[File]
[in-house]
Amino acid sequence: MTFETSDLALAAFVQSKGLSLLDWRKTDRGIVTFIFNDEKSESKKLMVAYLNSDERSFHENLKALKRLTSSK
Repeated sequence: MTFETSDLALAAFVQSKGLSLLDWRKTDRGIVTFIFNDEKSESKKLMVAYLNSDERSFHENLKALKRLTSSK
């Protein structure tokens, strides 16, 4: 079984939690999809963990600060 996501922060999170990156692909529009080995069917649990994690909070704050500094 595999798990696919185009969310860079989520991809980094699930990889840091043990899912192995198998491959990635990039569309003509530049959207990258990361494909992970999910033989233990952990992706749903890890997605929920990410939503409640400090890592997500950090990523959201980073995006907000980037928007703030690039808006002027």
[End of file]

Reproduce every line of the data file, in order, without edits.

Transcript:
[in-house]
Amino acid sequence: MTFETSDLALAAFVQSKGLSLLDWRKTDRGIVTFIFNDEKSESKKLMVAYLNSDERSFHENLKALKRLTSSK
Repeated sequence: MTFETSDLALAAFVQSKGLSLLDWRKTDRGIVTFIFNDEKSESKKLMVAYLNSDERSFHENLKALKRLTSSK
């Protein structure tokens, strides 16, 4: 079984939690999809963990600060 996501922060999170990156692909529009080995069917649990994690909070704050500094 595999798990696919185009969310860079989520991809980094699930990889840091043990899912192995198998491959990635990039569309003509530049959207990258990361494909992970999910033989233990952990992706749903890890997605929920990410939503409640400090890592997500950090990523959201980073995006907000980037928007703030690039808006002027």